A HIERARCHY OF parenting has been created by changes to tax credits for single parents according to single-parent support group One Family.
Many single parents who previously received the One Parent Family Tax Credit have seen it disappear from their tax credit certificates for 2014.
In last year’s budget, the credit was replaced by the Single Person Child Carer Tax Credit which is now only available to one parent as opposed to two previously. The value of the credit will not change, but the decision to remove it from one parent was attacked by One Family at the time for taking money away from the pot from which parents provide for their children.
Revenue refer to the primary claimant and the secondary claimant, the first being the parent with whom the child lives for either the full year or most of the year and the second being the parent with whom the child spends time and resides for at least 100 days in the year.
The measure however has been criticised for not taking account of separated parents who share custody of children and have an equal role in parenting.
One such parent is engineer Scott McEvoy who has had shared custody of his three children with their mother the the past nine years. He says they have a equal and shared parenting routine and feels that removing the tax credit from him feels like tax office does not respect the decision of the courts system.
“I was reading through my tax credit cert when I got it there and I noticed single parent tax credit was gone. I kind of thought that I remembered reading something about this,” he explains.
So I rang up and I was told that because you’re a man you don’t get it. I kind of thought to myself ‘you can’t say that’ and inquired a bit more but they basically said the same again that you’re a man and you don’t get it. They were quite rude but I’m sure they’re getting questions like this all the time so I just left it.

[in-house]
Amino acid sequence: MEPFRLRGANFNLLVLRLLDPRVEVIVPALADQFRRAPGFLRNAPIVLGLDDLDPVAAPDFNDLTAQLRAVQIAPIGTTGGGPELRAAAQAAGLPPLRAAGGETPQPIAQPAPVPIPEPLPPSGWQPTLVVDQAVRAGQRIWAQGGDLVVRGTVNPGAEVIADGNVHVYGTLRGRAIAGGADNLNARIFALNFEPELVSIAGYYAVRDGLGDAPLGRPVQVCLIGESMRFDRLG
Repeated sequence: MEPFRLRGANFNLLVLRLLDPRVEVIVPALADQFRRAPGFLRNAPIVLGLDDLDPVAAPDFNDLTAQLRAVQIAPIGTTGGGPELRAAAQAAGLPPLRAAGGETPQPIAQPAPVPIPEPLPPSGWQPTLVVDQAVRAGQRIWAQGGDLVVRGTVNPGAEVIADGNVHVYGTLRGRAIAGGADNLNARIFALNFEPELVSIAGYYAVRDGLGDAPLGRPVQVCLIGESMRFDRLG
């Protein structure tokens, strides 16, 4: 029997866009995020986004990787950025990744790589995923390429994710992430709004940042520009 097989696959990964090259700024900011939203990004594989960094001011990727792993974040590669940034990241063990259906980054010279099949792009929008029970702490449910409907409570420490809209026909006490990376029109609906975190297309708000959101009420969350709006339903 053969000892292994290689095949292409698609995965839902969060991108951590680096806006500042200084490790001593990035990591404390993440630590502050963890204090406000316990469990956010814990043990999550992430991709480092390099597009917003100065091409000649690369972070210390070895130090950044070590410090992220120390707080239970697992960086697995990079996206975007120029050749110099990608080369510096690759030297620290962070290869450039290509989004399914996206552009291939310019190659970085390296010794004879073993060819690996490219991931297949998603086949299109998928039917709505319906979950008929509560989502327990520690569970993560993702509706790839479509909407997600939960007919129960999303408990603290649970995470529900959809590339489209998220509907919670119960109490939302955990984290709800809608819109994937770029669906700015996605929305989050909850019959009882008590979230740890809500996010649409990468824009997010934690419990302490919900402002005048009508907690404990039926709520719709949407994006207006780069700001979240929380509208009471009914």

In cases of shared custody the Revenue Commissioners decide on the parent who receives the credit based on who receives the child benefit payment, this is the mother in the vast majority of cases.
If the parent who is receiving the credit isn’t in employment or can’t avail of it for any particular reason it can be transferred to the other but this is a complicated process.
Stuart Duffin, director of policy at One Family, has described this approach as “using a sledgehammer to crack a nut”.
“They’re using the benefit payment as a proxy to decide on who the principal carer is. We don’t like that because again it creates a hierarchy in parenting,” he says.
One Family have called for a system be introduced where an agreement could be reached to provide and equal credit to both parents in these cases. This something echoed by McEvoy who says that in cases such as his, court documents can clearly show that parenting is being shared.
“It should be done at a case by case basis, all the documentation is there, all it takes is for one department to speak to another.”